Valentine’s Day actually goes back to ancient Rome martyrdom, and over the years, some quirky traditions have popped up. In the spirit of keeping some of those old ideas alive, here are a few side-by-side with how we do it in 2010.
There’s an old tradition that designates the 29th of February (Leap Year) as the only time when women should propose to men. In the 19th century, stationery companies in the US and Britain began making Valentine’s Day cards with the same idea: if a man received the card from a woman on the Valentine’s Day of a leap year, it served as a marriage proposal and he would be entitled to consider the arrangement.
While maybe a little extreme, there’s no reason for ladies not to take the lead and do something special for their partner. You could stick to the classic tried ideas, like cooking him a meal…wearing only the apron. Head out for a night on the town, just the two of you. Or you could do something totally outlandish like pour a bucket of green goo over your partner’s head and then popping the big question. Surprise!
Dinner for two
According to Smithsonian, a French woman used to let her admirer know if she was interested or not by whatever she served him on Valentine’s Day: an egg dish meant “no,” an apple meant “yes.” Much better than the pepper spray and whistle tactic I tend to use.
Nowadays, try serving up some aphrodisiac food choices, like oysters loaded with progesterone-controlling zinc that apparently prevents impotency. Then there’s all the phallic-like or anatomically-suggestive fruit and veggies, such as bananas, carrots, and apparently…onions?
If you’re celebrating alone, go out to a dinner alone. Treat yourself to something delicious without having to cringe over the loud chewing noises of your partner.
Smithsonian offers another example from ancient Rome, about women putting their names in a box to be randomly selected by men. What the men did afterward is vague, but apparently they “paid particular attention to the young women whose name they drew.” Another account mentions how an equal number of men and women would write their names on ballots, roll them up, and draw for different partners.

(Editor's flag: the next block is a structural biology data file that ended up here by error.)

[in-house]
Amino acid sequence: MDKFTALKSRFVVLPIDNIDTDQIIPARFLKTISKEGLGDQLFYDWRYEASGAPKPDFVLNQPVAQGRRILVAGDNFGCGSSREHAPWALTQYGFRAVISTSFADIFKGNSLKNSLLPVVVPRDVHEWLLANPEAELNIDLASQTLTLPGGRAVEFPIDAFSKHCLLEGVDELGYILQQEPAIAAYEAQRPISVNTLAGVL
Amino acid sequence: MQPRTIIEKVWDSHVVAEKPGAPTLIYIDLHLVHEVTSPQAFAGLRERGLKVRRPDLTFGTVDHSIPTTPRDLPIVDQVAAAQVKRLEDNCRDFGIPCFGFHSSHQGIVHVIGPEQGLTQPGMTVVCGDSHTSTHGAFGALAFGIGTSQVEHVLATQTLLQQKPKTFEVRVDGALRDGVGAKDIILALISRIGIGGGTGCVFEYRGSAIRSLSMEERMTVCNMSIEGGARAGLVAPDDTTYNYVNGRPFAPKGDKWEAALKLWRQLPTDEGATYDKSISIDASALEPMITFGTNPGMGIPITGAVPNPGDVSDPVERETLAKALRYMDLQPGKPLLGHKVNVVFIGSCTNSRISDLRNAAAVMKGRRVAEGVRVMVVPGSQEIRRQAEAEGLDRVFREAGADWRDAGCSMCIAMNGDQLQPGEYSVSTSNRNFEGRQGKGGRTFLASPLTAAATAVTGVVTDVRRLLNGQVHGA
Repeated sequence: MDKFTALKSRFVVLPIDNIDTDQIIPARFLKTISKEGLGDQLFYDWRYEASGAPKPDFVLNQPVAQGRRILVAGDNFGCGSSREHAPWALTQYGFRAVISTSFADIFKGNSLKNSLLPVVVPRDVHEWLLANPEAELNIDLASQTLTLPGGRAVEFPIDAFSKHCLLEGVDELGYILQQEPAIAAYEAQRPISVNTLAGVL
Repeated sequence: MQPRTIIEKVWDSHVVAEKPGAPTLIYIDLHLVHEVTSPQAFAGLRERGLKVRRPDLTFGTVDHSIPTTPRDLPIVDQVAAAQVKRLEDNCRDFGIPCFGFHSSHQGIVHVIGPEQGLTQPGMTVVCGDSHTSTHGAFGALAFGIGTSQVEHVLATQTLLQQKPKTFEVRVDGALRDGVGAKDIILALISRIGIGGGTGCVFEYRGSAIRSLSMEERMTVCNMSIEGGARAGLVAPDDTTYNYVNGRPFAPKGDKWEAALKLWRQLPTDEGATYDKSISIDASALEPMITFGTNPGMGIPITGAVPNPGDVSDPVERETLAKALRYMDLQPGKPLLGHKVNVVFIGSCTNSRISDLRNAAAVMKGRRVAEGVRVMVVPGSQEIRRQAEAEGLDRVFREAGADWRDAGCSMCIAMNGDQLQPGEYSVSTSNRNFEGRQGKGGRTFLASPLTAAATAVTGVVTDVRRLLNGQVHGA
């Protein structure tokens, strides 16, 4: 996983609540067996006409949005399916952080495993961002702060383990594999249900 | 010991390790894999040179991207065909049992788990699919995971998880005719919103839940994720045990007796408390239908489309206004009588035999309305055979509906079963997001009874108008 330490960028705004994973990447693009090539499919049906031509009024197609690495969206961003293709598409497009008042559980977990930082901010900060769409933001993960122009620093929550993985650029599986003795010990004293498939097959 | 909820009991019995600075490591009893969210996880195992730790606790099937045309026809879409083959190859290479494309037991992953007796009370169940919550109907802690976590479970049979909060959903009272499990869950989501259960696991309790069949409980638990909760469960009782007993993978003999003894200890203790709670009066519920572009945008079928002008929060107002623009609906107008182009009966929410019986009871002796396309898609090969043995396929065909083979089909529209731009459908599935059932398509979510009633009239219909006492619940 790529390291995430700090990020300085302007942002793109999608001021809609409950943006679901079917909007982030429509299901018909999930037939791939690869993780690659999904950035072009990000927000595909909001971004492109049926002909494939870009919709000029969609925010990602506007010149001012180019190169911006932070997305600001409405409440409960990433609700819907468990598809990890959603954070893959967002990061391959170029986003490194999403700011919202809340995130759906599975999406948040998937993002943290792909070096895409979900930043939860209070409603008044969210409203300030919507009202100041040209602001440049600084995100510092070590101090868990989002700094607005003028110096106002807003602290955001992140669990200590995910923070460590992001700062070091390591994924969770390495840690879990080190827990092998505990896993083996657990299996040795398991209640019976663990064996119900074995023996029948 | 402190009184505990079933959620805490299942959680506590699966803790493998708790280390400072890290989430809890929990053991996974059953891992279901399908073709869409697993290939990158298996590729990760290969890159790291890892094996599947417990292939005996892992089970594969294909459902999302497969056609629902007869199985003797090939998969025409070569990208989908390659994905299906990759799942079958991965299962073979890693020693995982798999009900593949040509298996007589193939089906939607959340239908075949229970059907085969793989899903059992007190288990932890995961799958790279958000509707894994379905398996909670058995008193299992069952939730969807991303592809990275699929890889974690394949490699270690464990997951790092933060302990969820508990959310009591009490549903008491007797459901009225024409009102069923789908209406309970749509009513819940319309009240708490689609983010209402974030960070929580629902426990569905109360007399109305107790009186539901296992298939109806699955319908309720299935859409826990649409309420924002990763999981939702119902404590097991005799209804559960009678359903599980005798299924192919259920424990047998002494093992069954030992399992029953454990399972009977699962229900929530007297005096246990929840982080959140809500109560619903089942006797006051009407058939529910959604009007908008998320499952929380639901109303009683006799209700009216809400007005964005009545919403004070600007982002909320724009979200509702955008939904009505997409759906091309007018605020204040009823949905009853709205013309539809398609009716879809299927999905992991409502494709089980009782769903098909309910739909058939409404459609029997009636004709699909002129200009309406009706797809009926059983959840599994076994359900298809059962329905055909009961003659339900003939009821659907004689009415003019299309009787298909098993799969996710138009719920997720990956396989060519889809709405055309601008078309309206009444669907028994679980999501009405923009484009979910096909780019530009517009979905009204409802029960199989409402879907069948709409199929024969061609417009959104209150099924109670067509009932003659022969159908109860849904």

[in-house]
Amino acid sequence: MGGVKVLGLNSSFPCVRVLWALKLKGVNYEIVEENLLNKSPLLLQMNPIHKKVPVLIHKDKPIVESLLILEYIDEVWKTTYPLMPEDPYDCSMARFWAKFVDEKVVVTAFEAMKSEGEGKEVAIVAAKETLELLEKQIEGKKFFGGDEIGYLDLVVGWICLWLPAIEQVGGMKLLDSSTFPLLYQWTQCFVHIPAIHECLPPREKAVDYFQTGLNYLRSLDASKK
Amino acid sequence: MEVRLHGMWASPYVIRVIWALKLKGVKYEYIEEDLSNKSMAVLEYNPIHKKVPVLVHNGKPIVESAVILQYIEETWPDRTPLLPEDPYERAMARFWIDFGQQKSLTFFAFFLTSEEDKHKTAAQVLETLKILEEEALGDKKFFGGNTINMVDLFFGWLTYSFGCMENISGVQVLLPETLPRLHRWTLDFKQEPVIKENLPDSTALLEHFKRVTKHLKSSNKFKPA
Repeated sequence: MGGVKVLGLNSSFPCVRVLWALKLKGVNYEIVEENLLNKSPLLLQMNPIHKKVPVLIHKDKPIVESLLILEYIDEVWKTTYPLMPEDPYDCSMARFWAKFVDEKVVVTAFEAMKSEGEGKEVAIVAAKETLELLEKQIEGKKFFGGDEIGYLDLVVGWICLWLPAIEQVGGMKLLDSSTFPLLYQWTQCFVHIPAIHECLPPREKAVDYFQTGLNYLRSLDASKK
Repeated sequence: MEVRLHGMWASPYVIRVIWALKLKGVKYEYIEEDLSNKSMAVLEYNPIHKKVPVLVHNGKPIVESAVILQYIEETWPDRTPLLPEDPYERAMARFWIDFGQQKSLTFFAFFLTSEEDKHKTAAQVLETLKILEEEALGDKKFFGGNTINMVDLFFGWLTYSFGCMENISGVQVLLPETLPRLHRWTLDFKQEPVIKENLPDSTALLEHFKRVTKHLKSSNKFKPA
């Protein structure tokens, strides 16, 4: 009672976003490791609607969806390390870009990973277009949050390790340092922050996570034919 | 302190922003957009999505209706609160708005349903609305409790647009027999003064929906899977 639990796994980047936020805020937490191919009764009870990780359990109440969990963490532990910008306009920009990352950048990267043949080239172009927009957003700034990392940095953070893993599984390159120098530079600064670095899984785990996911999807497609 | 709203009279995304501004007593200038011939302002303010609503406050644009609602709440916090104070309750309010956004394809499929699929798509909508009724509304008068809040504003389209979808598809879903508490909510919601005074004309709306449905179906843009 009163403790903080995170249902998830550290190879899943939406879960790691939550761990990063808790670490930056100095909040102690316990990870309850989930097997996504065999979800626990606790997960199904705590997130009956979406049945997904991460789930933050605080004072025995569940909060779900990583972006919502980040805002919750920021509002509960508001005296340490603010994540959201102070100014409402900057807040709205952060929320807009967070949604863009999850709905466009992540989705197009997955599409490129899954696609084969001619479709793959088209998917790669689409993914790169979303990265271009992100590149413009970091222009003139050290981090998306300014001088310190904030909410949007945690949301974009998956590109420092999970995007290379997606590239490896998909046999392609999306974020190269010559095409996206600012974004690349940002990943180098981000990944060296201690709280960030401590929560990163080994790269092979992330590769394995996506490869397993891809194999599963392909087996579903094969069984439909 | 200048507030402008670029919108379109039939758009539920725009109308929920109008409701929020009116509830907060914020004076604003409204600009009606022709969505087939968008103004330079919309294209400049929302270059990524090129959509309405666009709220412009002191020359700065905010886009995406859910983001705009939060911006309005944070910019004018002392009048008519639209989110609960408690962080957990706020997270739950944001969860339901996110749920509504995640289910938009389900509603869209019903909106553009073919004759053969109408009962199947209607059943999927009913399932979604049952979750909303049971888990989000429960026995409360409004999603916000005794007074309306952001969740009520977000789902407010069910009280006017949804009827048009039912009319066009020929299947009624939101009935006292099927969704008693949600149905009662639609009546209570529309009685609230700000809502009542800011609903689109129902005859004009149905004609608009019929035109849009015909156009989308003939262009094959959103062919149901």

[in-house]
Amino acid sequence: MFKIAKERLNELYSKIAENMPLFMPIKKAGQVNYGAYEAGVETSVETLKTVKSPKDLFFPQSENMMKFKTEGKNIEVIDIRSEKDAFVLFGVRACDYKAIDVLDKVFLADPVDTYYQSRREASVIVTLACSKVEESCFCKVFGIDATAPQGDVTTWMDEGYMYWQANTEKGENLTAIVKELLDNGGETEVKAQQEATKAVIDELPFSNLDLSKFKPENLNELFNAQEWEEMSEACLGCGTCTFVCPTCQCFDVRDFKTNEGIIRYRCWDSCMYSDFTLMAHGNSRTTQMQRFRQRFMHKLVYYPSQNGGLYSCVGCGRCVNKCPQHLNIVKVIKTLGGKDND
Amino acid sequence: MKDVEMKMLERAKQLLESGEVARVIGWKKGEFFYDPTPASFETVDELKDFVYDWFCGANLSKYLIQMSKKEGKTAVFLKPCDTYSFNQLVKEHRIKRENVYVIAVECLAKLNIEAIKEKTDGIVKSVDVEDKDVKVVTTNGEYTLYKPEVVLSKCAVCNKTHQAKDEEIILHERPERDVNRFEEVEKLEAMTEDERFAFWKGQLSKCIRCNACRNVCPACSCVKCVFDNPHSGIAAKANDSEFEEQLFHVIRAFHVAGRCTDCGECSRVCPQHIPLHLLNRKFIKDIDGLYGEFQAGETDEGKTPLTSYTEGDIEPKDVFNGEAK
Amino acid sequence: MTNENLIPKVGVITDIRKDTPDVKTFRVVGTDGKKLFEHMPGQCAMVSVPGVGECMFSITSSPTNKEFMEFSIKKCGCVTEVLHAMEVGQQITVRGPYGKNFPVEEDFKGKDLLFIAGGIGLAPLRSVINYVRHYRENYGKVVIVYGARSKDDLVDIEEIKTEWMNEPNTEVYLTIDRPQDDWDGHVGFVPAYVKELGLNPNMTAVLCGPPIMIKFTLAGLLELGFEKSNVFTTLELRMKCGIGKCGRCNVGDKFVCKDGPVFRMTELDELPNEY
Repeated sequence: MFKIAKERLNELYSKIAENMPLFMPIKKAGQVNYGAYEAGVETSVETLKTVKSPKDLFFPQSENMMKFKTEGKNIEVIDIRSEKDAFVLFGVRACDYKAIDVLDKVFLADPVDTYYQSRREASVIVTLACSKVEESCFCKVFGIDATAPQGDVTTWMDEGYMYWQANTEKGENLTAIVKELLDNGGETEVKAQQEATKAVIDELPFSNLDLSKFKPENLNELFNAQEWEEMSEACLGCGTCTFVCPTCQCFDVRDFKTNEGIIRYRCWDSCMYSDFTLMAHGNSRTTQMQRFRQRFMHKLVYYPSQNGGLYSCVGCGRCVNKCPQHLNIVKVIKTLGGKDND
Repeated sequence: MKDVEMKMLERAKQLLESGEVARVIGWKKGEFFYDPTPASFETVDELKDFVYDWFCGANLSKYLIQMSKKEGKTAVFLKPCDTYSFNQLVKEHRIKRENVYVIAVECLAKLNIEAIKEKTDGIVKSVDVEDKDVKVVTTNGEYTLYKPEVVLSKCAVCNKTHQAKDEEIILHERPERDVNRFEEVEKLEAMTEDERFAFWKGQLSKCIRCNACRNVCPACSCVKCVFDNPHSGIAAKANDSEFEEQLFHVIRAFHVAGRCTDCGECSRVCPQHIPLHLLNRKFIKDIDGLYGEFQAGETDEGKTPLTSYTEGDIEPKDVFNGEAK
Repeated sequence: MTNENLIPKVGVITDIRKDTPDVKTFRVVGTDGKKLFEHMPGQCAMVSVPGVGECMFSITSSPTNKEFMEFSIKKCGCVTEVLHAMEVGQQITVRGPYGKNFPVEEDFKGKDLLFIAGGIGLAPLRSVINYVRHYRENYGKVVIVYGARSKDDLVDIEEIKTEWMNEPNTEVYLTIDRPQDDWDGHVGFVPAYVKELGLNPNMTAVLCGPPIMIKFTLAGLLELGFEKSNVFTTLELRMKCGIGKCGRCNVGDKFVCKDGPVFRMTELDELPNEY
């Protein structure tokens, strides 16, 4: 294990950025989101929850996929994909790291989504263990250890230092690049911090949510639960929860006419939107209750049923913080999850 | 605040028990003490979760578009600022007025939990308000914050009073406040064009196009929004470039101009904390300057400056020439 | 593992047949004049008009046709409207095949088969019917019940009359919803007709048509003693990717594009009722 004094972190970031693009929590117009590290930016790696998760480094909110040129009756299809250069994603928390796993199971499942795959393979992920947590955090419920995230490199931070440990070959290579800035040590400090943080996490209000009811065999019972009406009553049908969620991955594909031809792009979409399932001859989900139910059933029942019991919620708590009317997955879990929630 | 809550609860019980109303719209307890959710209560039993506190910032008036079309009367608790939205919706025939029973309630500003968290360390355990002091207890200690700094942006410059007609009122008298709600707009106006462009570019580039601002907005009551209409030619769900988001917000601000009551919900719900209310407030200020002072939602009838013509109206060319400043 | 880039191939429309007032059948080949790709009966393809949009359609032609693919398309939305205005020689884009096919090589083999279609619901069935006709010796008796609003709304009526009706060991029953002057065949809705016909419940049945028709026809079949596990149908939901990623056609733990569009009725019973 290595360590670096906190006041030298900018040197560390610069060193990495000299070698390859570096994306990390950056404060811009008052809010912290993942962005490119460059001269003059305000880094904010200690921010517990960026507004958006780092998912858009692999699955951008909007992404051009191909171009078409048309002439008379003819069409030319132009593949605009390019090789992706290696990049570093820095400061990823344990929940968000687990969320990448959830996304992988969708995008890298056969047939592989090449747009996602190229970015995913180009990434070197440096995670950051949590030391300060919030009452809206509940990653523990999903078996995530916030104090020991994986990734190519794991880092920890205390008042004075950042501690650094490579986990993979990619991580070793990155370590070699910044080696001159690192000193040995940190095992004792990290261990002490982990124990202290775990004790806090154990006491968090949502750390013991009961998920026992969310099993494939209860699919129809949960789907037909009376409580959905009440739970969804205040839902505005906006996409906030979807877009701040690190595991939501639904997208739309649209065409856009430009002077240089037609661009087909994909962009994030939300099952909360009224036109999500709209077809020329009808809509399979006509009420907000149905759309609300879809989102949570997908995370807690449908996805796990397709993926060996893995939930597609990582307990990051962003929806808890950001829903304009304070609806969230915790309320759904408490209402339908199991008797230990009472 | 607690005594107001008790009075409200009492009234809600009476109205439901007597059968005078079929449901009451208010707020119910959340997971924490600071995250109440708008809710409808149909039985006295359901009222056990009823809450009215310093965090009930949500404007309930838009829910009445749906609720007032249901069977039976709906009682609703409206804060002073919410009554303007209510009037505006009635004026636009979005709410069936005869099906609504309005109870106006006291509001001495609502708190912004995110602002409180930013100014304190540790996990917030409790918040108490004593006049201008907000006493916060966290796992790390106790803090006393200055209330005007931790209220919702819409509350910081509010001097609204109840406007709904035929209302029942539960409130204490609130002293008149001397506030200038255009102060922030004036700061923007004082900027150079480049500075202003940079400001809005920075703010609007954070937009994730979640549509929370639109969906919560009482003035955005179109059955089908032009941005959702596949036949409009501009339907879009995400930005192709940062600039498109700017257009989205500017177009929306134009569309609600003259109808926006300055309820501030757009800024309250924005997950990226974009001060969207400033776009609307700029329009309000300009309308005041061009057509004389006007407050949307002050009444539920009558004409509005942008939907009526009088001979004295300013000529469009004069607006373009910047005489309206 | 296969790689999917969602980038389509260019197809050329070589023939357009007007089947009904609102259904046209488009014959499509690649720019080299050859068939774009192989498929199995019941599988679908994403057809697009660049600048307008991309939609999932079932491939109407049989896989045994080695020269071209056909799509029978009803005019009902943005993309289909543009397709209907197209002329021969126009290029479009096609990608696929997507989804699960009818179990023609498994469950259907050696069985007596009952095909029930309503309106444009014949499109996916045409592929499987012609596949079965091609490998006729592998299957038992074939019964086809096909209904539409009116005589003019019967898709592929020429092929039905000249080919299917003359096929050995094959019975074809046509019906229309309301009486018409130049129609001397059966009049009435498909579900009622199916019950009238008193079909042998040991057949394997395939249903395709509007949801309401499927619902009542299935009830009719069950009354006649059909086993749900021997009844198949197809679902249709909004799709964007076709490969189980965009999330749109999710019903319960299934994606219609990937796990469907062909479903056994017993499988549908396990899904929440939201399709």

In our modern age, we like to call this “swinging.” Instead of using a cute ballot system, however, we’re more inclined to start poking people on Facebook.
The St. Valentine’s Day Massacre
On February 14, 1929, two famous criminal gangs of Chicago, Al Capone’s South Side Italian gang and George Moran’s North Side Irish Gang, were involved in one of the most famous gang war murders in history. Basically, Capone tricked Moran and his men into showing up at a warehouse to buy bootlegged whiskey. A team of Capone’s men entered disguised as policemen, and gunned down six of Moran’s men (not Moran himself) plus a gang friend.
So there’s no real comparison for a modern Valentine’s Day Massacre, unless you’re single and the pink and red adornments, heart-shaped universe and unbelievably tacky television commercials feel like a physical assault. My advice? Be like the Romanians and celebrate friendship, chase a love interest around a hill until you catch them, pin them down, and give them a kiss. New friendship.
Do you have any Valentine’s Day traditions? Found any alternative ways to celebrate, or special places to cozy up?